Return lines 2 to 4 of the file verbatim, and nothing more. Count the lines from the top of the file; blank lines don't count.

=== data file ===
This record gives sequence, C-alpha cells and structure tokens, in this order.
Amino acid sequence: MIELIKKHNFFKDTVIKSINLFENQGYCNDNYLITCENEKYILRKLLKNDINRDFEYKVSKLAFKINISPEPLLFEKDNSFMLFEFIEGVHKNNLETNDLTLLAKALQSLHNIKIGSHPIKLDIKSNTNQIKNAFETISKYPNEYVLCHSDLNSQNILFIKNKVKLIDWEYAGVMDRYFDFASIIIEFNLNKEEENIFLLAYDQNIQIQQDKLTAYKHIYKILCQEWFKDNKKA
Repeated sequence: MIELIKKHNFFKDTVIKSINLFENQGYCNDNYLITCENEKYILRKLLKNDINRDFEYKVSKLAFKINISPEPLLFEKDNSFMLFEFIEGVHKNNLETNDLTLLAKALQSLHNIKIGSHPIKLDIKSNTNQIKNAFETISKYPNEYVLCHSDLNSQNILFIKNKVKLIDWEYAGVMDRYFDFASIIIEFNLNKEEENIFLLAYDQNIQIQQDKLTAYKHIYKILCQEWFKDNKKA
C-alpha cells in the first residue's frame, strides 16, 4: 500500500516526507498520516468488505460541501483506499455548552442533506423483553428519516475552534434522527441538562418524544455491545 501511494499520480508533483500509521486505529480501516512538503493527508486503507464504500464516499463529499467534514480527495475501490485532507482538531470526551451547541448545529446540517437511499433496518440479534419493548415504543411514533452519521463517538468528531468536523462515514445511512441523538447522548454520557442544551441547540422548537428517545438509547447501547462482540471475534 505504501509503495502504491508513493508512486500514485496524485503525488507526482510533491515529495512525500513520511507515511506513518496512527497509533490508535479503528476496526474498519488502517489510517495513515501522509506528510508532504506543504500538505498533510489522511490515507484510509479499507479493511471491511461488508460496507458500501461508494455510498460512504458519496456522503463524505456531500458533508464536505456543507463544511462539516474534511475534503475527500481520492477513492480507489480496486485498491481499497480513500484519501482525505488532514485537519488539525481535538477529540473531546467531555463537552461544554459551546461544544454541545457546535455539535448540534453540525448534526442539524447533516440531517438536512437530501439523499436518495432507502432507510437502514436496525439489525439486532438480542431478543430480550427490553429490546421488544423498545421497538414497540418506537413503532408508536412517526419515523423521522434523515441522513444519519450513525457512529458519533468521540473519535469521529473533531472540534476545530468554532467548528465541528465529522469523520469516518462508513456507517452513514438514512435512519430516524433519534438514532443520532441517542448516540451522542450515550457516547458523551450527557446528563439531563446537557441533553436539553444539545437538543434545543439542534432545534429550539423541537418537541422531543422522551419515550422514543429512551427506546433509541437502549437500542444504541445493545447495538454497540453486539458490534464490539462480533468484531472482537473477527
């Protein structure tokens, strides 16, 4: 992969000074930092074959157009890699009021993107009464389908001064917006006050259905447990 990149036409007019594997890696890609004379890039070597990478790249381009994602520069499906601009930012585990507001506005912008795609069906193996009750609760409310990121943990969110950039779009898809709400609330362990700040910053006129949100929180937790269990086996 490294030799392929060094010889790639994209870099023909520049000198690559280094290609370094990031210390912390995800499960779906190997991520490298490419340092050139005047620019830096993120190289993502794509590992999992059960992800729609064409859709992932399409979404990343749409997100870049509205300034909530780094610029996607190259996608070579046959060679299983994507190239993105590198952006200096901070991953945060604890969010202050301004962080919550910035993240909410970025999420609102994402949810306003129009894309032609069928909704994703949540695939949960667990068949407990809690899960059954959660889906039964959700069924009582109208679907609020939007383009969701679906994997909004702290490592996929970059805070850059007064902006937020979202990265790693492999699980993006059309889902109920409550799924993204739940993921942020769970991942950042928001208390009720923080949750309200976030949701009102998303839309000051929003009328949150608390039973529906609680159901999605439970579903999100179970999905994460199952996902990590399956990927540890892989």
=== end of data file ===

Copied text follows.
Amino acid sequence: MIELIKKHNFFKDTVIKSINLFENQGYCNDNYLITCENEKYILRKLLKNDINRDFEYKVSKLAFKINISPEPLLFEKDNSFMLFEFIEGVHKNNLETNDLTLLAKALQSLHNIKIGSHPIKLDIKSNTNQIKNAFETISKYPNEYVLCHSDLNSQNILFIKNKVKLIDWEYAGVMDRYFDFASIIIEFNLNKEEENIFLLAYDQNIQIQQDKLTAYKHIYKILCQEWFKDNKKA
Repeated sequence: MIELIKKHNFFKDTVIKSINLFENQGYCNDNYLITCENEKYILRKLLKNDINRDFEYKVSKLAFKINISPEPLLFEKDNSFMLFEFIEGVHKNNLETNDLTLLAKALQSLHNIKIGSHPIKLDIKSNTNQIKNAFETISKYPNEYVLCHSDLNSQNILFIKNKVKLIDWEYAGVMDRYFDFASIIIEFNLNKEEENIFLLAYDQNIQIQQDKLTAYKHIYKILCQEWFKDNKKA
C-alpha cells in the first residue's frame, strides 16, 4: 500500500516526507498520516468488505460541501483506499455548552442533506423483553428519516475552534434522527441538562418524544455491545 501511494499520480508533483500509521486505529480501516512538503493527508486503507464504500464516499463529499467534514480527495475501490485532507482538531470526551451547541448545529446540517437511499433496518440479534419493548415504543411514533452519521463517538468528531468536523462515514445511512441523538447522548454520557442544551441547540422548537428517545438509547447501547462482540471475534 505504501509503495502504491508513493508512486500514485496524485503525488507526482510533491515529495512525500513520511507515511506513518496512527497509533490508535479503528476496526474498519488502517489510517495513515501522509506528510508532504506543504500538505498533510489522511490515507484510509479499507479493511471491511461488508460496507458500501461508494455510498460512504458519496456522503463524505456531500458533508464536505456543507463544511462539516474534511475534503475527500481520492477513492480507489480496486485498491481499497480513500484519501482525505488532514485537519488539525481535538477529540473531546467531555463537552461544554459551546461544544454541545457546535455539535448540534453540525448534526442539524447533516440531517438536512437530501439523499436518495432507502432507510437502514436496525439489525439486532438480542431478543430480550427490553429490546421488544423498545421497538414497540418506537413503532408508536412517526419515523423521522434523515441522513444519519450513525457512529458519533468521540473519535469521529473533531472540534476545530468554532467548528465541528465529522469523520469516518462508513456507517452513514438514512435512519430516524433519534438514532443520532441517542448516540451522542450515550457516547458523551450527557446528563439531563446537557441533553436539553444539545437538543434545543439542534432545534429550539423541537418537541422531543422522551419515550422514543429512551427506546433509541437502549437500542444504541445493545447495538454497540453486539458490534464490539462480533468484531472482537473477527